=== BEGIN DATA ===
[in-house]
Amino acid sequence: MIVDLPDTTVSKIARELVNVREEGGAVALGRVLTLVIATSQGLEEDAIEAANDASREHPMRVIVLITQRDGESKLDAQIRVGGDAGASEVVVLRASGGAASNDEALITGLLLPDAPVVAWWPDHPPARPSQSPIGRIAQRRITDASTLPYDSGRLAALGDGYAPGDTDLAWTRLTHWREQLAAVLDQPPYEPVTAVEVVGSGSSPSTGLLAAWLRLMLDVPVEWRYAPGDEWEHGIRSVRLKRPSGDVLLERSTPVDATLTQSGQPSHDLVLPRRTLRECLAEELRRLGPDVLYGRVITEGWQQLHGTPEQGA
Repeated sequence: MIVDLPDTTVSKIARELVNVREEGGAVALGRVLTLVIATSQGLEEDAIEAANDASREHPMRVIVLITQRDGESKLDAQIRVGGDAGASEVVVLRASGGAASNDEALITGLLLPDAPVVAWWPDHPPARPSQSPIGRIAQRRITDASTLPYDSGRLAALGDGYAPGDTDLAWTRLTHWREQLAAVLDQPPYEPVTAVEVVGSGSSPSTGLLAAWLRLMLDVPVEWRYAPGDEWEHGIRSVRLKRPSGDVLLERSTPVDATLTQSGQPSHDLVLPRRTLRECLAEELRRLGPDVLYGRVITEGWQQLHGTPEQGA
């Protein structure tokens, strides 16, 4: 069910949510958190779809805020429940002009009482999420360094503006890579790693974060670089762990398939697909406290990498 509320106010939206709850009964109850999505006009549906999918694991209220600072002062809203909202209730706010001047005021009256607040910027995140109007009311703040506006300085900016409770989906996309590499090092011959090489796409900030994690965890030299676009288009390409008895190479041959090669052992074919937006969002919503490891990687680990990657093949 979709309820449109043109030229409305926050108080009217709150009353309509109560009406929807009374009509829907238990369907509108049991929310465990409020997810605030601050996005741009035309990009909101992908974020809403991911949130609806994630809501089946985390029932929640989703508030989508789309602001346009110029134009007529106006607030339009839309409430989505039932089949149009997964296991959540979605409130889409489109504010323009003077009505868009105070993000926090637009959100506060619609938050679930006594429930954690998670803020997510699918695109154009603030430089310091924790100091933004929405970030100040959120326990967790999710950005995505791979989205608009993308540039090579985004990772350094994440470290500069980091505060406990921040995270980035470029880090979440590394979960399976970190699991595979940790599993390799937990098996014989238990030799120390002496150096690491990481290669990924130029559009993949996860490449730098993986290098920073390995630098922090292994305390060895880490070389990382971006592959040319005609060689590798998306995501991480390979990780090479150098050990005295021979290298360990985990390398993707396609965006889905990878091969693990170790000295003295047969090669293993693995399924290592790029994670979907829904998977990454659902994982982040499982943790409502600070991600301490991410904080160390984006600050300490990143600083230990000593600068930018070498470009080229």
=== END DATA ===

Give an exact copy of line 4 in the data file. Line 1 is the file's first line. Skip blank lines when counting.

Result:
């Protein structure tokens, strides 16, 4: 069910949510958190779809805020429940002009009482999420360094503006890579790693974060670089762990398939697909406290990498 509320106010939206709850009964109850999505006009549906999918694991209220600072002062809203909202209730706010001047005021009256607040910027995140109007009311703040506006300085900016409770989906996309590499090092011959090489796409900030994690965890030299676009288009390409008895190479041959090669052992074919937006969002919503490891990687680990990657093949 979709309820449109043109030229409305926050108080009217709150009353309509109560009406929807009374009509829907238990369907509108049991929310465990409020997810605030601050996005741009035309990009909101992908974020809403991911949130609806994630809501089946985390029932929640989703508030989508789309602001346009110029134009007529106006607030339009839309409430989505039932089949149009997964296991959540979605409130889409489109504010323009003077009505868009105070993000926090637009959100506060619609938050679930006594429930954690998670803020997510699918695109154009603030430089310091924790100091933004929405970030100040959120326990967790999710950005995505791979989205608009993308540039090579985004990772350094994440470290500069980091505060406990921040995270980035470029880090979440590394979960399976970190699991595979940790599993390799937990098996014989238990030799120390002496150096690491990481290669990924130029559009993949996860490449730098993986290098920073390995630098922090292994305390060895880490070389990382971006592959040319005609060689590798998306995501991480390979990780090479150098050990005295021979290298360990985990390398993707396609965006889905990878091969693990170790000295003295047969090669293993693995399924290592790029994670979907829904998977990454659902994982982040499982943790409502600070991600301490991410904080160390984006600050300490990143600083230990000593600068930018070498470009080229």